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Posted on: December 6, 2017

City of Taylor officially opposes modifications to deep-injection well

The City Council last night (December 5, 2017) voted unanimously to oppose proposed modifications to the existing permits of Environmental Geo-Technologies' deep-injection well in neighboring Romulus.

The firm is attempting to modify its existing permits, which seeks to expand the pressure used to inject hazardous waste through pumps on Citrin Drive into two wells, which force the waste deep into the earth's core. The company has been in operation since 2013 after what was a very controversial approval of the original permits, which forced them to change original locations and delayed operations for years.

Critics were highly outspoken at a recent public forum in Romulus, attended by Mayor Rick Sollars, City Council Chairman Alex Garza, Wayne County Commissioner Ray Basham and State Rep. Erika Geiss, among others.Those who spoke out against the expansion of the process claim spills, fractures, contamination and even earthquakes are among their concerns. Experts from the EPA fielded questions, but said they came to listen.

There was no timeline on when a decision will be made.

The City's resolution states that it opposes the modifications. Copies have been sent to the Gov. Rick Snyder, State Sen. Hoon Yung Hopgood, Geiss, Basham, the Michigan Municipal League, Southeast Michigan Council of Governments and MDEQ.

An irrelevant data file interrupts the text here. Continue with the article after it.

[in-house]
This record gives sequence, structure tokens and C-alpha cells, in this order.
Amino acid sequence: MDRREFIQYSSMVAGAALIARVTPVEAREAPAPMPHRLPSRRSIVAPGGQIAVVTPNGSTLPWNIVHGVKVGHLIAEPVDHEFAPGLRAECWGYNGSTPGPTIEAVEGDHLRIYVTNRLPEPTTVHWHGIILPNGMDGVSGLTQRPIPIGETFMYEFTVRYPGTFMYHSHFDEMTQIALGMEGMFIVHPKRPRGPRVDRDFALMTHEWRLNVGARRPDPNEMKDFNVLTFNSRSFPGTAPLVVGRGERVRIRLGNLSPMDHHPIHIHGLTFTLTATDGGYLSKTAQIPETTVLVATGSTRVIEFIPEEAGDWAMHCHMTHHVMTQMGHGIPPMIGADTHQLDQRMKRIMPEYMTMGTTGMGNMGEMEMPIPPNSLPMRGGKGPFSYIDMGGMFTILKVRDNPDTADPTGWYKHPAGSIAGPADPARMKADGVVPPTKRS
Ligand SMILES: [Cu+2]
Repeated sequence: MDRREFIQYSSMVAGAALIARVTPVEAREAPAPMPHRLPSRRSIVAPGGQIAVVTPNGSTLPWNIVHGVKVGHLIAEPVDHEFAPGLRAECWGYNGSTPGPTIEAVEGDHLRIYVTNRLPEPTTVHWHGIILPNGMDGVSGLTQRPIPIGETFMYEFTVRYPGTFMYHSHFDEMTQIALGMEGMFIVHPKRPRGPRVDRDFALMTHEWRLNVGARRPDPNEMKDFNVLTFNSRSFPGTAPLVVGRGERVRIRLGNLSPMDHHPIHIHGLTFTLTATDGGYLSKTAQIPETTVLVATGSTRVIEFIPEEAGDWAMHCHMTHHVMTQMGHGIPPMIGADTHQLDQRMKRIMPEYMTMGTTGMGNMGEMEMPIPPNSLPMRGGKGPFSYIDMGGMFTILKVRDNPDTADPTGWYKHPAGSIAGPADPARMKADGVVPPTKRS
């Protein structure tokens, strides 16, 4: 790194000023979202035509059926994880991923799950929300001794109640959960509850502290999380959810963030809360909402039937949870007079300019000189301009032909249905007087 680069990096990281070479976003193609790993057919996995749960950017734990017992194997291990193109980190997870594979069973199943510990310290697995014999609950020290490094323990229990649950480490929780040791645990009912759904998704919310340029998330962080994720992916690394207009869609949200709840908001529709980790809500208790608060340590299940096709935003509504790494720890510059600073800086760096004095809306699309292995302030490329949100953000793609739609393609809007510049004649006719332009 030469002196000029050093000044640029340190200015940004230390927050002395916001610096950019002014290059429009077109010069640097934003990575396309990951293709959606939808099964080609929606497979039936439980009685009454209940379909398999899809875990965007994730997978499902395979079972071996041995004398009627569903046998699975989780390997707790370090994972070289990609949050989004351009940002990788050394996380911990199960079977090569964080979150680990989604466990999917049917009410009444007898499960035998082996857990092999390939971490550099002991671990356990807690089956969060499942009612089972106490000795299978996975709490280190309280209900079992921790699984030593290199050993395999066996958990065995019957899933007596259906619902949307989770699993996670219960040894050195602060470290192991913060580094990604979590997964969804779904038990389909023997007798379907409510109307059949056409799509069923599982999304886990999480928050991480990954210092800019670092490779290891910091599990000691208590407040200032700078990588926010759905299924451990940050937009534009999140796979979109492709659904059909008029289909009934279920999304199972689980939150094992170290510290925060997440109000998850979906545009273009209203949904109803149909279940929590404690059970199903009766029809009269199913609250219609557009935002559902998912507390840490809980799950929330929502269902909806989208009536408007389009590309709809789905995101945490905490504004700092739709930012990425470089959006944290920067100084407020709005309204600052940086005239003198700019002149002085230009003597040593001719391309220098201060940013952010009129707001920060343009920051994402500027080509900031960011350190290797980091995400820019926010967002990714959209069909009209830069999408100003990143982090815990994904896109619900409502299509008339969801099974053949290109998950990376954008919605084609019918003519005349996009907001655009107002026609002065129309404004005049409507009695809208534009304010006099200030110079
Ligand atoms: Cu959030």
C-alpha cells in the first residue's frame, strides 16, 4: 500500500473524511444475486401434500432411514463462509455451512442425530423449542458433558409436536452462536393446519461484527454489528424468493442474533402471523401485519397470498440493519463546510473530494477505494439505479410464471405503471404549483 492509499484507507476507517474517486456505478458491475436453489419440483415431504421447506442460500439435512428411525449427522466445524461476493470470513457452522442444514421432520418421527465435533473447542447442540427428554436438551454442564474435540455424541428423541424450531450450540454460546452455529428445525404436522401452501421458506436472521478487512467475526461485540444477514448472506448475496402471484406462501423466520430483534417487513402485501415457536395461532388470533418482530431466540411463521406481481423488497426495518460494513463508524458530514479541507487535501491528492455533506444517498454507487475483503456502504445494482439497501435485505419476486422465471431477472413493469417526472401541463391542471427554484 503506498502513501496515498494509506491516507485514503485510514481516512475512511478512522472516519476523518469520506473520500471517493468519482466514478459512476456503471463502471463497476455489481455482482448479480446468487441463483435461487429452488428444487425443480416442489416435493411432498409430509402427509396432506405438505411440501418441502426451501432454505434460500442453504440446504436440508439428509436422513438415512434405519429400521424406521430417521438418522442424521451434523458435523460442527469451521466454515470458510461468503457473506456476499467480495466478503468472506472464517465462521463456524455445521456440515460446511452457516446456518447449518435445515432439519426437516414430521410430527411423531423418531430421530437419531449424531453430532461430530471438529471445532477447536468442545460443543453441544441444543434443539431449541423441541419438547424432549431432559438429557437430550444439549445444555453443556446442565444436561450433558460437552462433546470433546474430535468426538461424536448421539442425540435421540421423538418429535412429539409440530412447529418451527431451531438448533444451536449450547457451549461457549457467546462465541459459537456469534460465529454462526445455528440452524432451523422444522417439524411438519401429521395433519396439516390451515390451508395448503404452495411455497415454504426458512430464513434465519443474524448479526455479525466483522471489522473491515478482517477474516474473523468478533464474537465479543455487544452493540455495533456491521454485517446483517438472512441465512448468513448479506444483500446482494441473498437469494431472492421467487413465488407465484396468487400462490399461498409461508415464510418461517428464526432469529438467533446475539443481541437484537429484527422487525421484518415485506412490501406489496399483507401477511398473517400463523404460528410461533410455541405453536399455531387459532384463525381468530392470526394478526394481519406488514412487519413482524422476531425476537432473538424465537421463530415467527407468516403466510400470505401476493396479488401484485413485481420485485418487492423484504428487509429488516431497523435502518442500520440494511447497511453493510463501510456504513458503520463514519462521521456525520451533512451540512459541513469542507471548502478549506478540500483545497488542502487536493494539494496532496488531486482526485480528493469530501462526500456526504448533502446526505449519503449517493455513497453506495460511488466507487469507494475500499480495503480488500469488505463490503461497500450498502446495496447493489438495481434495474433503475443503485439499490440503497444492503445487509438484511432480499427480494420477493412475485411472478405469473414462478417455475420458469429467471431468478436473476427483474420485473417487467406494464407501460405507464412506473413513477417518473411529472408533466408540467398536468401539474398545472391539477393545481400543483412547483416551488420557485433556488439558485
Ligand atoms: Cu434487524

See the actual resolution here

According to its website, EGT is in business to support companies that generate aqueous waste. According to the company, deep-well injection is a cost effective and environmentally sound method of disposal. Liquid wastes received from clients are first stored in above-ground tanks. After analysis, chemical treatment and filtering, the wastes are transferred through the facility’s piping system to one of two fully permitted Class 1 injection wells. Advanced computer systems with built-in redundancies continuously monitor and control the wells, verifying that they are operating within established safety protocols and permit requirements. In addition to these automatic safeguards, our experienced staff routinely makes visual inspections of the equipment, and annual testing is performed to confirm the mechanical integrity of each well.

However, from its very beginning, many have questioned the science of hazardous deep-injection operations, with concerns about safety both above and below ground. 

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